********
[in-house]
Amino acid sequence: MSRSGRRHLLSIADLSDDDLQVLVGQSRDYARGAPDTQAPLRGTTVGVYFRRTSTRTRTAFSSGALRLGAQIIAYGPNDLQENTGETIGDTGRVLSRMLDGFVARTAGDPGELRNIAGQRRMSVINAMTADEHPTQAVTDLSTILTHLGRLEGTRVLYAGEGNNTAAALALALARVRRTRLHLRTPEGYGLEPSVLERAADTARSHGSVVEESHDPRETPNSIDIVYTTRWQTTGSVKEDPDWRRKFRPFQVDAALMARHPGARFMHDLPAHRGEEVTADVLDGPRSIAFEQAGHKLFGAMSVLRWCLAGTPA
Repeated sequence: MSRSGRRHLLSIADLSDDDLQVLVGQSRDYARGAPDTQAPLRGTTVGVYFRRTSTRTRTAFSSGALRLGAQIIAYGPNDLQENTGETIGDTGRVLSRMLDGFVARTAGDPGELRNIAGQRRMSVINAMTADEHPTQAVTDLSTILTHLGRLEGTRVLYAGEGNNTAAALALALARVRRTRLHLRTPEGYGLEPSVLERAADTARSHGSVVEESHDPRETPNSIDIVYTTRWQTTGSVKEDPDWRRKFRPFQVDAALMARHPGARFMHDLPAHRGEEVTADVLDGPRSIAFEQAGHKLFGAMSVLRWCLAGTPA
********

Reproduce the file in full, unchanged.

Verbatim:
[in-house]
Amino acid sequence: MSRSGRRHLLSIADLSDDDLQVLVGQSRDYARGAPDTQAPLRGTTVGVYFRRTSTRTRTAFSSGALRLGAQIIAYGPNDLQENTGETIGDTGRVLSRMLDGFVARTAGDPGELRNIAGQRRMSVINAMTADEHPTQAVTDLSTILTHLGRLEGTRVLYAGEGNNTAAALALALARVRRTRLHLRTPEGYGLEPSVLERAADTARSHGSVVEESHDPRETPNSIDIVYTTRWQTTGSVKEDPDWRRKFRPFQVDAALMARHPGARFMHDLPAHRGEEVTADVLDGPRSIAFEQAGHKLFGAMSVLRWCLAGTPA
Repeated sequence: MSRSGRRHLLSIADLSDDDLQVLVGQSRDYARGAPDTQAPLRGTTVGVYFRRTSTRTRTAFSSGALRLGAQIIAYGPNDLQENTGETIGDTGRVLSRMLDGFVARTAGDPGELRNIAGQRRMSVINAMTADEHPTQAVTDLSTILTHLGRLEGTRVLYAGEGNNTAAALALALARVRRTRLHLRTPEGYGLEPSVLERAADTARSHGSVVEESHDPRETPNSIDIVYTTRWQTTGSVKEDPDWRRKFRPFQVDAALMARHPGARFMHDLPAHRGEEVTADVLDGPRSIAFEQAGHKLFGAMSVLRWCLAGTPA